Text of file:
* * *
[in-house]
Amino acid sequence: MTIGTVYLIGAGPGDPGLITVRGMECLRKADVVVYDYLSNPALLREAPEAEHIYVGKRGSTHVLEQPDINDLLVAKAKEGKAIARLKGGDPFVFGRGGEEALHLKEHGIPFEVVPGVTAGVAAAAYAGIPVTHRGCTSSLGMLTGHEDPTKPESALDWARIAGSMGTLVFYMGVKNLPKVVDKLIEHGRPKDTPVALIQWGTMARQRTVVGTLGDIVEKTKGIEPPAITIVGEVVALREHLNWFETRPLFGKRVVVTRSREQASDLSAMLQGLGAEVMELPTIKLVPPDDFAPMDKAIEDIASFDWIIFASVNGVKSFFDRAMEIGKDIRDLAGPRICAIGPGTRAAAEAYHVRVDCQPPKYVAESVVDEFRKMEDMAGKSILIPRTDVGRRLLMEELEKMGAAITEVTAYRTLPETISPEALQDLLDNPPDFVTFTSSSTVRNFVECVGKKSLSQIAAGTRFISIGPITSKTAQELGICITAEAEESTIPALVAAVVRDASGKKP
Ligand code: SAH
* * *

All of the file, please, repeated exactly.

[in-house]
Amino acid sequence: MTIGTVYLIGAGPGDPGLITVRGMECLRKADVVVYDYLSNPALLREAPEAEHIYVGKRGSTHVLEQPDINDLLVAKAKEGKAIARLKGGDPFVFGRGGEEALHLKEHGIPFEVVPGVTAGVAAAAYAGIPVTHRGCTSSLGMLTGHEDPTKPESALDWARIAGSMGTLVFYMGVKNLPKVVDKLIEHGRPKDTPVALIQWGTMARQRTVVGTLGDIVEKTKGIEPPAITIVGEVVALREHLNWFETRPLFGKRVVVTRSREQASDLSAMLQGLGAEVMELPTIKLVPPDDFAPMDKAIEDIASFDWIIFASVNGVKSFFDRAMEIGKDIRDLAGPRICAIGPGTRAAAEAYHVRVDCQPPKYVAESVVDEFRKMEDMAGKSILIPRTDVGRRLLMEELEKMGAAITEVTAYRTLPETISPEALQDLLDNPPDFVTFTSSSTVRNFVECVGKKSLSQIAAGTRFISIGPITSKTAQELGICITAEAEESTIPALVAAVVRDASGKKP
Ligand code: SAH